Brown will be required to participate in regular counseling sessions and to perform at least 50 hours of community service, including working with at-risk youth. She also will be required to get a job.

In a statement released by her lawyers, Brown thanked  Haslam “for your act of mercy in giving me a second chance. I will  do everything I can to justify your faith in me.”

“With God’s help, I am committed to live the rest of my life helping others, especially young people. My hope is to help other young girls avoid ending up where I have been.”

The governor’s long-awaited decision, handed down during his last days in office, brought a dramatic conclusion to Brown’s plea for mercy, which burst onto the national stage as celebrities and criminal justice reform advocates discovered her case.

In his commutation, the governor called Brown’s case one that “appears to me to be a proper one for the exercise of executive clemency.”

“Over her more than fourteen years of incarceration, Ms. Brown has demonstrated extraordinary growth and rehabilitation,” the commutation said.

It was a remarkable victory for Brown after years of legal setbacks.

Brown said she was forced into prostitution and was scared for her life when she shot 43-year-old Johnny Allen in the back of the head while they were in bed together.

Allen, a local real estate agent, had picked her up at an East Nashville Sonic restaurant and taken her to his home.

Brown, now 30, was tried as an adult and convicted of first-degree murder in 2006. She was given a life sentence. Had Haslam declined to intervene, Brown would not have been eligible for parole until she was 69.

The state parole board, which considered Brown’s case in 2018, gave the governor a split recommendation, with some recommending early release and some recommending she stay in prison.

Lawyers for Brown applauded the governor’s decision.

“This is truly a joyful moment — for Cyntoia and for all of us who have worked to help her,” the statement from Charles Bone and J.Houston Gordon, Brown’s lead attorneys.

“The governor’s decision is proof that our justice system works and it marks the beginning” of a new chapter for Cyntoia.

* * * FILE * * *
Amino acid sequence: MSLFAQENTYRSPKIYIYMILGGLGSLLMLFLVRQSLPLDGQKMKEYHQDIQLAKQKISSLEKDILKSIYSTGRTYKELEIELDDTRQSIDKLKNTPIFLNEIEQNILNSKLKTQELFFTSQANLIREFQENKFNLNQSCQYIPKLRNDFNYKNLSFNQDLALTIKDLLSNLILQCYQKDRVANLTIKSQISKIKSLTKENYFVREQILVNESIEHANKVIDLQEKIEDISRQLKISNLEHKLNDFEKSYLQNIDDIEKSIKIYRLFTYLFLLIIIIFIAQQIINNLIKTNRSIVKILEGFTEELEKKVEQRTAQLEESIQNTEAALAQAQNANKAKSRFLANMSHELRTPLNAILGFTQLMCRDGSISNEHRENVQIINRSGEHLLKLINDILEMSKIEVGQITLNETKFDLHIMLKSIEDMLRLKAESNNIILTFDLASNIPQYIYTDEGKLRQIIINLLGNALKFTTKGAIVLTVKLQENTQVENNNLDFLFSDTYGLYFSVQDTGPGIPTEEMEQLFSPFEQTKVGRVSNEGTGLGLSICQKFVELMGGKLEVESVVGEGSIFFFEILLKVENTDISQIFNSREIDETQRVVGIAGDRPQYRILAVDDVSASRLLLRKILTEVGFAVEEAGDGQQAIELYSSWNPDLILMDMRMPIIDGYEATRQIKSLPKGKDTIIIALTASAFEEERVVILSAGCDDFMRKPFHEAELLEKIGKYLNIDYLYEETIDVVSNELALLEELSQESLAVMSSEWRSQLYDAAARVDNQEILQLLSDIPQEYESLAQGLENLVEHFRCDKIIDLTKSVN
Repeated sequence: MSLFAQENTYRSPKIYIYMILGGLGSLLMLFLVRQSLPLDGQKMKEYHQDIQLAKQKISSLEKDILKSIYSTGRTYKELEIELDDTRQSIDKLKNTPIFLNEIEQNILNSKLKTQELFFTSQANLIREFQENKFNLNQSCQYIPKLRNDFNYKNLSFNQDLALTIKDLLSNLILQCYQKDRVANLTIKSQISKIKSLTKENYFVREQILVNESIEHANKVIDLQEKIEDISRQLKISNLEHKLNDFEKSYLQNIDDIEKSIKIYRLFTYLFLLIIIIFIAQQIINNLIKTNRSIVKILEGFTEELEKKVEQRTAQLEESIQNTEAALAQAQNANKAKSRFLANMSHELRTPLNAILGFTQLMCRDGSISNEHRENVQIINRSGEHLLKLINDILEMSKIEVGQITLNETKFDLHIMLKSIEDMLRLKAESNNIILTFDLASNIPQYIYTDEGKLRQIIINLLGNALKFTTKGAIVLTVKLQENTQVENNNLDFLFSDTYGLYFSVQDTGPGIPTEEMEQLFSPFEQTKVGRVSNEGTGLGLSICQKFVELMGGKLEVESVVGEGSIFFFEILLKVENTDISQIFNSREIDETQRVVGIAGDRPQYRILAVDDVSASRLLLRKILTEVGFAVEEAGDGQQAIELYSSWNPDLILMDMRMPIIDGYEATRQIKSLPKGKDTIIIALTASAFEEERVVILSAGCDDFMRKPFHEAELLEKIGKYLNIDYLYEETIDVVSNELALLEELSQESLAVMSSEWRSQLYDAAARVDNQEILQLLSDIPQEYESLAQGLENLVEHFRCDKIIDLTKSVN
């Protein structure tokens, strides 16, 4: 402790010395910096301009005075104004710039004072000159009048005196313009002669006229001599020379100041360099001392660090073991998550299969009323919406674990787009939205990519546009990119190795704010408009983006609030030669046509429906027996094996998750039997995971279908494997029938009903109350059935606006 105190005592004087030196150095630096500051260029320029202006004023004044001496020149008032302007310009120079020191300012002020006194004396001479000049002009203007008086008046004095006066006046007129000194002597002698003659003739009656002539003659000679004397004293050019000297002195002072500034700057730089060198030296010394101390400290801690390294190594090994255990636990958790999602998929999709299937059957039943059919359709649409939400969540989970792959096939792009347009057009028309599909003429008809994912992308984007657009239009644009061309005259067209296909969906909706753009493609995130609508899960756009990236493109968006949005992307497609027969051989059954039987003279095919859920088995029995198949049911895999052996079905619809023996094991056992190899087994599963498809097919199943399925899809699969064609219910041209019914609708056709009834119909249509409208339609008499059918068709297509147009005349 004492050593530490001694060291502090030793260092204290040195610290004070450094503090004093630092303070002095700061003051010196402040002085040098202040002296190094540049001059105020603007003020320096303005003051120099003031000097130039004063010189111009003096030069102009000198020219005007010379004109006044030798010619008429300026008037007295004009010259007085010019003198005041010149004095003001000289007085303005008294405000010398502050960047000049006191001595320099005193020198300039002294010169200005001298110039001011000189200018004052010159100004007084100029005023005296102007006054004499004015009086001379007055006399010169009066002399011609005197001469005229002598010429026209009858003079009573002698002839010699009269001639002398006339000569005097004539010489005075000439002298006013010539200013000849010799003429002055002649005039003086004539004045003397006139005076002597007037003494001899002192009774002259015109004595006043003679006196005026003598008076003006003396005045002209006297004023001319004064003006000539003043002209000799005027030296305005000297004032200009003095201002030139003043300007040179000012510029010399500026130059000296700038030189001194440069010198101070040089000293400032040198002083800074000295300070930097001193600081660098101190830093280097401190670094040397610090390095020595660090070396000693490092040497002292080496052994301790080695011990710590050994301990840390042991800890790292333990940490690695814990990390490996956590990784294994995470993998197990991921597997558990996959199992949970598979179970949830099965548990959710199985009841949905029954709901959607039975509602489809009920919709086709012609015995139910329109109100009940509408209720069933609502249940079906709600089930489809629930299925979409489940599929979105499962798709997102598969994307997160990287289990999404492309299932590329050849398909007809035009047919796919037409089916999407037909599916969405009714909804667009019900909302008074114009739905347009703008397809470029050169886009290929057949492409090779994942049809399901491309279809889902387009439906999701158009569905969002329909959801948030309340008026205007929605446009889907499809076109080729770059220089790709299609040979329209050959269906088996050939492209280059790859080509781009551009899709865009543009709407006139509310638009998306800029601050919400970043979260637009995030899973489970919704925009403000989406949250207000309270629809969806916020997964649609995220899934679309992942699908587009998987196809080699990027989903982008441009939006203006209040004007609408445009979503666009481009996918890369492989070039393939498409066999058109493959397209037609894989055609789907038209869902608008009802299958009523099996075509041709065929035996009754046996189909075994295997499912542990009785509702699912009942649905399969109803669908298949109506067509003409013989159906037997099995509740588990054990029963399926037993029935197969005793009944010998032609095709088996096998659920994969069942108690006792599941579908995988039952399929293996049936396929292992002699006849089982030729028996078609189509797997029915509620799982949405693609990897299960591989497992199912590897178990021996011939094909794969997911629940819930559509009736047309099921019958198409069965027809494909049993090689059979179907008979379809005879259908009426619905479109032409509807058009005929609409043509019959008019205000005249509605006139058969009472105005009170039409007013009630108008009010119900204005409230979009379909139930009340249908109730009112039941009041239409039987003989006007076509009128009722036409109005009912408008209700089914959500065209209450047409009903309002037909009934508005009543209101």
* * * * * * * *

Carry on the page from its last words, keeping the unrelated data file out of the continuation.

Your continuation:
In recent years, celebrities have highlighted her case, fueling intense interest and a renewed legal fight to get her out of prison.

Activists, lawmakers and celebrities, including Rihanna and Kim Kardashian West, have cited Brown’s case as an illustration of a broken justice system. Brown was a victim herself, they said, and didn’t deserve her punishment.

Her impending release sets the stage for her to join their ranks.

During her time in prison, Brown completed her GED and got a college degree from Lipscomb University. Her allies say she hopes to apply her education by supporting social justice issues through her own nonprofit.

The Cyntoia Brown story

AUGUST 2004
Nashville real estate agent Johnny Allen is found naked with a gunshot wound to the back of his head in his Mossdale Drive home. Brown, 16, told police he picked her up at a Sonic Drive-in. Brown said she was a teen prostitute and shot Allen, 43, because she thought he was reaching for a gun under his bed.

AUGUST 2006
A jury convicts Brown of first-degree murder and robbery.

OCTOBER 2006
Brown is sentenced to life with the possibility of parole. State officials said the law dictated that she serve at least 51 years before becoming eligible for release. Prosecutors pushed for more time because of aggravated robbery and other factors in the crime.

MARCH 2011
PBS documentary “Me Facing Life: Cyntoia’s Story” airs nationally, bringing new attention to Brown’s case.

JUNE 2012
U.S. Supreme Court rules that mandatory life without parole sentences for juveniles violate Eighth Amendment prohibitions against cruel and unusual punishment. 

NOVEMBER 2012
Defense attorneys push for new trial and introduce new evidence about Brown suffering fetal alcohol syndrome. 

NOVEMBER 2017
Superstar musician Rihanna again brings attention to Brown’s case with the #FREECYNTOIABROWN Instagram post.

MAY 2018